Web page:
Male grasshoppers will make a singing sound by rubbing a hind leg against one of their hard forewings. The rough leg causes the wing to vibrate and make a sound, almost like a bow playing a cello.
Grasshoppers and orthopterans in general, produce sounds to attract mates or protect their territories. Grasshoppers can be identified by their unique songs, which differ slightly from species to species. Unlike crickets, grasshoppers do not rub their wings together to make noise. Male grasshoppers produce sounds to attract a female mate, doing so in one of two ways – stridulation or crepitation.
Male grasshoppers typically do all the singing, mostly to attract females. The females rarely make sounds, but it has been observed that they do so in the courtship ritual. Males also make sounds to warn other kinds of insects to stay away. Some grasshoppers even make alarm calls when danger is near.
Many long-horned grasshoppers can sing, too. But they use their two front wings instead of their legs. One wing has a “file.” The other wing has a “scraper.” The grasshopper rubs these two parts together to make a song. The intensity of the sound and its duration has a distinct flucuation pattern across the sonic frequency spectrum from 5 KHz to 35 KHz. Interestingly, they perceive and emit sound from multiple directions simultaneously. In the frontal direction, ultrasound contributes approximately one-quarter of the radiated sound intensity, whereas in the other directions the sonic and ultrasonic contributions are approximately equal.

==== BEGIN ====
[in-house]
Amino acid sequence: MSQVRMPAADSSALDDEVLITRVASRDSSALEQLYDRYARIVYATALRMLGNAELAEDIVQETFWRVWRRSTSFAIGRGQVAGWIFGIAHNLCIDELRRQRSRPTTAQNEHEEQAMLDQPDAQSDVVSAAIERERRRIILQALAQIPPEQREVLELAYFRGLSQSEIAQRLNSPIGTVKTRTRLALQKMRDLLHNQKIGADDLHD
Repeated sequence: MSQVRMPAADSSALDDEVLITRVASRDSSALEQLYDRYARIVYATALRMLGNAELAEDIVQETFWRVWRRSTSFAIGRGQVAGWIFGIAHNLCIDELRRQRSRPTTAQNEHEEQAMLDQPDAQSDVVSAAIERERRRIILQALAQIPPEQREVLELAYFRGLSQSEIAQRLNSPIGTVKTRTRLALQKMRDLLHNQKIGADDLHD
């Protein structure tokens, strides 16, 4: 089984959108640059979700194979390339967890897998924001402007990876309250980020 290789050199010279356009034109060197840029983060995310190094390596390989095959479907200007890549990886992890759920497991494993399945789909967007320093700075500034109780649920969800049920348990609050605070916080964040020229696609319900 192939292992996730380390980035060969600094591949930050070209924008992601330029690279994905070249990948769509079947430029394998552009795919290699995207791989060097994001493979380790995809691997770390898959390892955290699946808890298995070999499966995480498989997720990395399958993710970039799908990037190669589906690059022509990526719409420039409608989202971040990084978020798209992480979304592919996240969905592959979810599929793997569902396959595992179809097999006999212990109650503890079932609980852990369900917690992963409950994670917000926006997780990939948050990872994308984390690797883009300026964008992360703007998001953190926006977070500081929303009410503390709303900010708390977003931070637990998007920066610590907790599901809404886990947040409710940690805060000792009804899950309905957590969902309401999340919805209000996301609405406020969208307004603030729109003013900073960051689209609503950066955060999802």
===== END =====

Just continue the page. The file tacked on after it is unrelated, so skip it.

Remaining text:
Scientists have discovered that each leg produces a harmonized group of tones with the other in a pattern similar to what is referred to as an audio comb filter with peaks centered at 5, 6.3, 8, 10, 12.5, 16, 20, 25 and 31.5 kHz. Human auditory range is from 20Hz to 20 KHz, meaning that a large portion of grasshopper/locust communication is inaudible and only detected with sensitive audio equipment capable of operating in the ultrasonic range. What makes this significant is that they are simultaneously communicating with biochemical feedback and sound in multiple channels and directions all in real time. Grasshoppers truly are a highly evolved and amazing species.